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vision and my hopes for america. we worked hard and we fought hard and i wish that things had turned out a little differently. but in an american election, there are no losers because whether or not our candidates are successful the next morning we all wake up as americans. [applause] >> and that is the greatest privilege and the most remarkable good fortune that can come to us on earth. with that gift also comes obligation. we are required now to work together for the good of our country. in the days ahead we must find common cause. we must join in common effort without remorse or recrimination without anger
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or ran core. america is in need of unity and longing for a longer measure of compassion. i hope president bush will advance those values in the coming years. i pledge to do my part, to try to bridge the partisan divide. i know this is a difficult time for my supporters, but i ask them, all of you, to join me in doing that. now more than ever with our soldiers in harm's way, we must stand together and succeed in iraq and win the war on terror. i will also do everything in my power to ensure that my party a proud democratic party stands true to our best hopes and ideals. i believe that what we started in this campaign will not end here. [applause]
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our fight goes on to put america back to work and to make our economy a great engine of job growth. our fight goes on to make affordable healthcare an accessible right for all americans, not a privilege. our fight goes on to protect the environment to achieve equality, to push the frontiers of science and discovery and to restore america's reputation in the world. i believe that all of this will happen and sooner than we may think. because we're america and america always moves forward. [applause] i've been honored to represent the citizens of this commonwealth for -- in the united states senate now for 20 years.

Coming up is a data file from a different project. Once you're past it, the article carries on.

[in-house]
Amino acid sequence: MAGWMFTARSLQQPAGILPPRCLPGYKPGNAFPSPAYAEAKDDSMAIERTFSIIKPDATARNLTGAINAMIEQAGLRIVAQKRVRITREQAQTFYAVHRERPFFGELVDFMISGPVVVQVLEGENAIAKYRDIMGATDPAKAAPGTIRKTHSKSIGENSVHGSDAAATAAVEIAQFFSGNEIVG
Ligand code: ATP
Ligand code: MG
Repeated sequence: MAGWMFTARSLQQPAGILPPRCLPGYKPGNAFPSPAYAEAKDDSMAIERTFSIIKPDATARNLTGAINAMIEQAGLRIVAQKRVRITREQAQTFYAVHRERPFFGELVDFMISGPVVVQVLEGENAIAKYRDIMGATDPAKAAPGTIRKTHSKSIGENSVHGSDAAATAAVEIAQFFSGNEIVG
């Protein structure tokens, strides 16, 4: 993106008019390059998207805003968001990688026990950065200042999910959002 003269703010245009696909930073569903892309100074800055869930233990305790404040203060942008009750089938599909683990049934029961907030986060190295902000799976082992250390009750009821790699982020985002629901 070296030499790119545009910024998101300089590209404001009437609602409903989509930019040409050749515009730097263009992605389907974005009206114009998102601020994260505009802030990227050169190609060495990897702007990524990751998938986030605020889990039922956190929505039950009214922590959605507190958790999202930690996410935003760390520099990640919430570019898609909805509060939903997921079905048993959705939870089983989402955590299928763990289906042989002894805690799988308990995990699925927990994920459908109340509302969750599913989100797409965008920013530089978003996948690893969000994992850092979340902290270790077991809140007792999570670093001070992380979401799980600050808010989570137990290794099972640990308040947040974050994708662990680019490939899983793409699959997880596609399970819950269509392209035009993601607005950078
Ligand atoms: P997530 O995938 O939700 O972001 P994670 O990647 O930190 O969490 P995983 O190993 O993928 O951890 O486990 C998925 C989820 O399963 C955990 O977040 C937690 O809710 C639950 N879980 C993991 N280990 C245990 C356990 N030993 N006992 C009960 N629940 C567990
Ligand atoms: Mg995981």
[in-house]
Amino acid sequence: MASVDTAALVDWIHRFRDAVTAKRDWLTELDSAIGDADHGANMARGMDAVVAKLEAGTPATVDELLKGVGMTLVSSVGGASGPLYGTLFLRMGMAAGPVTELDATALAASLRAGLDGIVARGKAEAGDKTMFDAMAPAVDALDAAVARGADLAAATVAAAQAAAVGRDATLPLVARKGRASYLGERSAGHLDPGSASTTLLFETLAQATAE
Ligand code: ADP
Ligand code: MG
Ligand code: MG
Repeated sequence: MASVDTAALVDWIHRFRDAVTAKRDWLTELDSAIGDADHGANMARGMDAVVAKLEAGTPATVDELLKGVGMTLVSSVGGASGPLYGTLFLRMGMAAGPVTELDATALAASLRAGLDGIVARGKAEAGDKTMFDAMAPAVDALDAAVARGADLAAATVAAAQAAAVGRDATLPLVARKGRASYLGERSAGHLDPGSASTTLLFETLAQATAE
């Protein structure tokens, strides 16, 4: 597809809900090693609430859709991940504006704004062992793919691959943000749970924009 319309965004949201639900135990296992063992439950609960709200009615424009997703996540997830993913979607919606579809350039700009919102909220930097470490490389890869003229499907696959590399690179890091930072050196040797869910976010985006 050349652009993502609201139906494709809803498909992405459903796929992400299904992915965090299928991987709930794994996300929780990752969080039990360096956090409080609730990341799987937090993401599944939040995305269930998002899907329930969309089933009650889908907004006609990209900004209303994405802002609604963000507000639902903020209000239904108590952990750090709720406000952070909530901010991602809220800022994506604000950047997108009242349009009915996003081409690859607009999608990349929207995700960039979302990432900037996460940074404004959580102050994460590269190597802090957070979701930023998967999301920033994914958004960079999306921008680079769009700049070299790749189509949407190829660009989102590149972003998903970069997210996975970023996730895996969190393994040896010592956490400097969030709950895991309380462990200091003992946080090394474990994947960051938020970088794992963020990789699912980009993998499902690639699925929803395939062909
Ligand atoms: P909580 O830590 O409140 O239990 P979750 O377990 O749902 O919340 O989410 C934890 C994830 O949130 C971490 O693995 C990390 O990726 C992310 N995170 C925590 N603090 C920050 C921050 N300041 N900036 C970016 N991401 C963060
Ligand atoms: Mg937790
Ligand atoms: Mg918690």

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and i pledged to them that in the years ahead i'm going to fight on for the people and for the principles that i've learned and lived with here in massachusetts. i'm proud of what we stood for in this campaign and of what we accomplished. when we began, no one thought it was possible to even make this a close race. but we stood for real change, change that would make a real difference in the life of our nation and in the lives of our families and we defineed that choice to america. i'll never forget the wonderful people who came to our rallies who stood in our rope lines, who put their hopes in our hands, who invested in each and every one of us. i saw in them the truth that america is not only great but it is good. [applause] so with a grateful heart i
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leave this campaign with a prayer that has even greater meaning to me now that i've come to know our vast country so much better. thanks to all of you and what a privilege it has been to do so and that prayer is very simple, god bless america. thank you. [cheering and applauding] thank you
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[cheering and applauding] [applause] >> election day 20 call on c- span. we have been alive at polling pace -- polling places all day. polls are open in virginia for another 25 minutes. also closing, vt., florida and
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south carolina. still a long line to go as you can see here.
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>> a lot mine here in arlington, virginia. a live look at fire station no. 10. long lines in miami dade -- other reports from the camp paid -- from the campaign -- a reporter from the "boston globe" -- the obama girls are flying to chicago with their grandmother. a reporter from cbs saying president obama is doing swing state interviews and will have dinner at home with his daughter -- with his family and daughters. the romney campaign is